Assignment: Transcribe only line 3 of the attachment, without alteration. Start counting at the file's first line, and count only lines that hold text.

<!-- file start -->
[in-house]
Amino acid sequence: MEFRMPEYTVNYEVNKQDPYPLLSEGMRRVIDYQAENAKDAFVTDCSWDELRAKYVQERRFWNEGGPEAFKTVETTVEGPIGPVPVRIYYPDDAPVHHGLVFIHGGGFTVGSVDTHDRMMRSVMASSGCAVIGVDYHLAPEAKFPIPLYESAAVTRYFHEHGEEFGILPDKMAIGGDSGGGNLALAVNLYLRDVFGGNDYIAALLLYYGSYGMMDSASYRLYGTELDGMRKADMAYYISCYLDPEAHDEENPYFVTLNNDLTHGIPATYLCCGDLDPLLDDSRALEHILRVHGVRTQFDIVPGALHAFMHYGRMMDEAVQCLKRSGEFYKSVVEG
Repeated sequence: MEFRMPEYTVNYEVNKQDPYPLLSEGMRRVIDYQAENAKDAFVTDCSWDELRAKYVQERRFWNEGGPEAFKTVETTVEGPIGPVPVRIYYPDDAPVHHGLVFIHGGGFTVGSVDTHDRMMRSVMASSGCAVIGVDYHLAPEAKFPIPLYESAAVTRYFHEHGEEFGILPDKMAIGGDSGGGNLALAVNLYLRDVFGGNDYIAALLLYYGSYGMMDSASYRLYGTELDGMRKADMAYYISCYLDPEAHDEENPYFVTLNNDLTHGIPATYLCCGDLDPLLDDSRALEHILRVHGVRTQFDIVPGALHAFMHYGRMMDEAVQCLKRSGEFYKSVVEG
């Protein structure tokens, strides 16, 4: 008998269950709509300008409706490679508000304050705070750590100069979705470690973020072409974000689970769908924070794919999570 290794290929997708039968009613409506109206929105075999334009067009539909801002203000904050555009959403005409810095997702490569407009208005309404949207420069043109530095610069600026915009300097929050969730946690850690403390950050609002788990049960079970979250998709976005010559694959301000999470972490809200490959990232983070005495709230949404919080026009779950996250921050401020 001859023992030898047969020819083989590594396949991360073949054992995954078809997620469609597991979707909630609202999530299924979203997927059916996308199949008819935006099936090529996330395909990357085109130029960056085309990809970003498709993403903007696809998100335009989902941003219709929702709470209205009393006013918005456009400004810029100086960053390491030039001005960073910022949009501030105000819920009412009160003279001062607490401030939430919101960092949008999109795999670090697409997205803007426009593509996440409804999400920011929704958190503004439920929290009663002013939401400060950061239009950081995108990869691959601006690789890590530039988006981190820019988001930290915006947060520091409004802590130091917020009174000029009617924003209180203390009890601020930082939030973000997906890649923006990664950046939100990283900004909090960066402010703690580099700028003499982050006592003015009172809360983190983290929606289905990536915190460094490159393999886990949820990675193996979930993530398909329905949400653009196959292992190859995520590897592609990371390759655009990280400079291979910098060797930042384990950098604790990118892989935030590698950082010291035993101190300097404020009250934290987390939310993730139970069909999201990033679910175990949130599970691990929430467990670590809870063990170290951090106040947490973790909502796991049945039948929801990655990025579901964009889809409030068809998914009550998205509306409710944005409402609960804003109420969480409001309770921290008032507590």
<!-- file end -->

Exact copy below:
Repeated sequence: MEFRMPEYTVNYEVNKQDPYPLLSEGMRRVIDYQAENAKDAFVTDCSWDELRAKYVQERRFWNEGGPEAFKTVETTVEGPIGPVPVRIYYPDDAPVHHGLVFIHGGGFTVGSVDTHDRMMRSVMASSGCAVIGVDYHLAPEAKFPIPLYESAAVTRYFHEHGEEFGILPDKMAIGGDSGGGNLALAVNLYLRDVFGGNDYIAALLLYYGSYGMMDSASYRLYGTELDGMRKADMAYYISCYLDPEAHDEENPYFVTLNNDLTHGIPATYLCCGDLDPLLDDSRALEHILRVHGVRTQFDIVPGALHAFMHYGRMMDEAVQCLKRSGEFYKSVVEG